A Debate: God and the Problem of Evil.

evilexists2This is the audio from a debate hosted by First Evangelical Lutheran Church on April 19, 2018 on “God and the Problem of Evil.” Houston Community College professors Evan Friske and Brian Deer square off on how the “Triple O God” (omniscient, omnibenevolent, and omnipotent) can exist while so much evil remains in the world. This is a formal debate that allows for equal time among the participants. About 200 were in attendance, including many college students, so it was a great night to introduce the next generation to the world of debate.

A technical note: for some reason, my lapel mic did not pic up on the recording, so I am hard to hear at times. Apologies for the mishap!

Why the name “Sin Boldly”? Martin Luther wrote to his friend Philip Melanchthon in 1521: “If you are a preacher of mercy, do not preach an imaginary but the true mercy. If the mercy is true, you must therefore bear the true, not an imaginary sin. God does not save those who are only imaginary sinners. Be a sinner, and let your sins be strong [sin boldly], but let your trust in Christ be stronger, and rejoice in Christ who is the victor over sin, death, and the world.” To sin boldly, therefore, is not to seek unholy living, but to follow the course we believe the Bible demands even if the world is against us. And if and when we sin, trust in an even greater savior.

If you want to listen via the podcast feed, that link is here.  That link will take you to iTunes. To subscribe to the Sin Boldly podcast with an Android phone, I recommend the Cast Box app, which easily finds Sin Boldly via search. Your iPhone (or iOS) Podcast app finds it easily on iTunes. If you subscribe to the show, you get the episodes immediately upon release. Otherwise, it may take a few hours from the time of publication until it shows up on the feed. To listen immediately, see below.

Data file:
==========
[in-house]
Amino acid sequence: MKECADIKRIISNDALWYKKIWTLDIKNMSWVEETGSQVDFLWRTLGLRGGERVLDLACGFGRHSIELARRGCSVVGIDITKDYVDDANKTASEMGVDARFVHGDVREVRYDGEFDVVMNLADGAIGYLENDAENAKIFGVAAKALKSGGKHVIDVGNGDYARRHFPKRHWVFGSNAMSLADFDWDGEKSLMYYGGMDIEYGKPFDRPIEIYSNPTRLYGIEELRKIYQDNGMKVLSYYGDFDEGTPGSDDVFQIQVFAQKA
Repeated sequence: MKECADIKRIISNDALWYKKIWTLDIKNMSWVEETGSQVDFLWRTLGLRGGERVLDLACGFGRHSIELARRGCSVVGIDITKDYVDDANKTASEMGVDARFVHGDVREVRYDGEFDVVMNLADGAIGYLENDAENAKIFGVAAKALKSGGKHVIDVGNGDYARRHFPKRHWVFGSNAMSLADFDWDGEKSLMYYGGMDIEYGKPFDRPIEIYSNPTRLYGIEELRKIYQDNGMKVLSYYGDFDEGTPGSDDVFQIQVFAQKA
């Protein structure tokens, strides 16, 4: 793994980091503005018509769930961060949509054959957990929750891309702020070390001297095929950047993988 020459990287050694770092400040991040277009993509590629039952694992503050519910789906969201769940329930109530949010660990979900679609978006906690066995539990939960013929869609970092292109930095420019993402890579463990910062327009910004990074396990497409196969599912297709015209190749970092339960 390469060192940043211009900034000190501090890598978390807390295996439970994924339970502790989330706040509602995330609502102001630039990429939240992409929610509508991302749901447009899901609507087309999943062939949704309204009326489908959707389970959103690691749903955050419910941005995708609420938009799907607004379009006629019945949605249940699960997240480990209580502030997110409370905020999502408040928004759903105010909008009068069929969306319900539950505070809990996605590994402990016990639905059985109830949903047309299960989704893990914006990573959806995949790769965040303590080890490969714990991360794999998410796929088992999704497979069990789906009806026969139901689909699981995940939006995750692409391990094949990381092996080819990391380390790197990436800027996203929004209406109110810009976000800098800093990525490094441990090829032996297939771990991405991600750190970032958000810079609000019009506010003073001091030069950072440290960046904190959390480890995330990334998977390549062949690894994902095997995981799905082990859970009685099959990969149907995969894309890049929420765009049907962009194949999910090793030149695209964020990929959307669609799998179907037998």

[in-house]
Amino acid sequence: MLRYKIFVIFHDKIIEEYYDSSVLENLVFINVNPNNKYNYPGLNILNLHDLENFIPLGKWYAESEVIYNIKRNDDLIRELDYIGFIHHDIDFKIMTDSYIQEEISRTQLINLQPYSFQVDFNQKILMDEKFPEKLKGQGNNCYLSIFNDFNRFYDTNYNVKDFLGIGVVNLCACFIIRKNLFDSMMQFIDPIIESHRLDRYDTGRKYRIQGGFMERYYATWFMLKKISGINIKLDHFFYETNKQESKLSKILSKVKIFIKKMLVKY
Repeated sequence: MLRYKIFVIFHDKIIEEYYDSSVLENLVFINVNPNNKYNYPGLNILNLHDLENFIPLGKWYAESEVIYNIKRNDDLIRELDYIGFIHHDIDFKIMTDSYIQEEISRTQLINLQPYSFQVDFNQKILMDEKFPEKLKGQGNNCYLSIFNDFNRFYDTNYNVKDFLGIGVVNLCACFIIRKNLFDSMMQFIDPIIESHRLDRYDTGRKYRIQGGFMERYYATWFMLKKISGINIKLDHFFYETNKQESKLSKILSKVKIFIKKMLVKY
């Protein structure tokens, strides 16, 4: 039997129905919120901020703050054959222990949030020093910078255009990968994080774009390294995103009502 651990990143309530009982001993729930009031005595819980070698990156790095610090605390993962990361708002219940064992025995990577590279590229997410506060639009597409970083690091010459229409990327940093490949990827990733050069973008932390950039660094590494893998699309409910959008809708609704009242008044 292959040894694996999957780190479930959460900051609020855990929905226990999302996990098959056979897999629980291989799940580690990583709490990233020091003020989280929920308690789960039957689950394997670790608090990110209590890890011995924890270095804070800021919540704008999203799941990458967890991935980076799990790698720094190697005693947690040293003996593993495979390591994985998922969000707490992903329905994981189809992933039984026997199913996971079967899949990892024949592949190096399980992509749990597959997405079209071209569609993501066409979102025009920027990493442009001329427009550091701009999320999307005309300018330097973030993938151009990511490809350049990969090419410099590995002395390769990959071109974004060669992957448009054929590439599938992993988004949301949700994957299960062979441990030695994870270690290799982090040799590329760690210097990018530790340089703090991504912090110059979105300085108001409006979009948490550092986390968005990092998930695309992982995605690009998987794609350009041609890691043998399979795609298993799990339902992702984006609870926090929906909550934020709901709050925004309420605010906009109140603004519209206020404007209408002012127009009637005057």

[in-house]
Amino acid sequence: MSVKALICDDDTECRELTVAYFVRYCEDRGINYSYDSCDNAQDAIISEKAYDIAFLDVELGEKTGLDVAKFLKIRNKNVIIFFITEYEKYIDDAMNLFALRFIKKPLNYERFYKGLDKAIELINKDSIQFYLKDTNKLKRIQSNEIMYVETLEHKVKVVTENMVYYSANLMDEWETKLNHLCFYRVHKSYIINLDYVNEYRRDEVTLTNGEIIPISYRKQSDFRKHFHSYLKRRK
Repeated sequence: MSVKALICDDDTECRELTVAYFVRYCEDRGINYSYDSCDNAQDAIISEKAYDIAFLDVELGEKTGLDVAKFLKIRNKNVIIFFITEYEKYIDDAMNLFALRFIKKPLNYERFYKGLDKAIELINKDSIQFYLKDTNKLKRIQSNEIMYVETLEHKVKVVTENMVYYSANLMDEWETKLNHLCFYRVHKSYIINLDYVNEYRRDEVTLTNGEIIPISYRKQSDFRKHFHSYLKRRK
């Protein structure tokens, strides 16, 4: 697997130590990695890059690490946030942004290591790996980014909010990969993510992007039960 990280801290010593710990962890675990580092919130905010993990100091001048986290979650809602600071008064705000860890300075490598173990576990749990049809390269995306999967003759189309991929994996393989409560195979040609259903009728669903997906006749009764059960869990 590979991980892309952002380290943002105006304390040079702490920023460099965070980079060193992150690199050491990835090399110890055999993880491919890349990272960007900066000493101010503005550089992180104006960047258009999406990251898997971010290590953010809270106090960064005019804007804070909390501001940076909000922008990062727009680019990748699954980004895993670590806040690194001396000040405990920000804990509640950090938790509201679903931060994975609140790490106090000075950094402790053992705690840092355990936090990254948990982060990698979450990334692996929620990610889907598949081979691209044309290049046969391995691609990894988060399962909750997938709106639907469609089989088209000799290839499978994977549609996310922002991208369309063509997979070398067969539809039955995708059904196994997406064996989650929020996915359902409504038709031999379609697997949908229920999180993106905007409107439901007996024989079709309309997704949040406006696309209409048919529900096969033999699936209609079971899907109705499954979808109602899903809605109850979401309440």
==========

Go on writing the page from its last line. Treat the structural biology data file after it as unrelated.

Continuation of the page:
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Cory Booker’s Inquisition. Sin Boldly 137.

694940094001_5769018865001_5769010087001-vsA solo show that looks at Cory Booker’s disturbing line of questioning to a Secretary of State candidate, Billy Graham’s marriage, and whether God and the Church are in competition with one another.

Why the name “Sin Boldly”? Martin Luther wrote to his friend Philip Melanchthon in 1521: “If you are a preacher of mercy, do not preach an imaginary but the true mercy. If the mercy is true, you must therefore bear the true, not an imaginary sin. God does not save those who are only imaginary sinners. Be a sinner, and let your sins be strong [sin boldly], but let your trust in Christ be stronger, and rejoice in Christ who is the victor over sin, death, and the world.” To sin boldly, therefore, is not to seek unholy living, but to follow the course we believe the Bible demands even if the world is against us. And if and when we sin, trust in an even greater savior.

If you want to listen via the podcast feed, that link is here.  That link will take you to iTunes. To subscribe to the Sin Boldly podcast with an Android phone, I recommend the Cast Box app, which easily finds Sin Boldly via search. Your iPhone (or iOS) Podcast app finds it easily on iTunes. If you subscribe to the show, you get the episodes immediately upon release. Otherwise, it may take a few hours from the time of publication until it shows up on the feed. To listen immediately, see below. 

Top Ten Services of the (Liturgical) Year, Part 2

120513_0013-14smallLast week, I began a curious and potentially heretical list of the top ten liturgical services of the Church year. In truth, all services are fruitful to a life of faith. But my goal is twofold: to help us appreciate the rhythm and pattern of the Church year and to help us see better attendance at some extremely important services that are often ignored. So without further ado, lets jump into the rest of the list.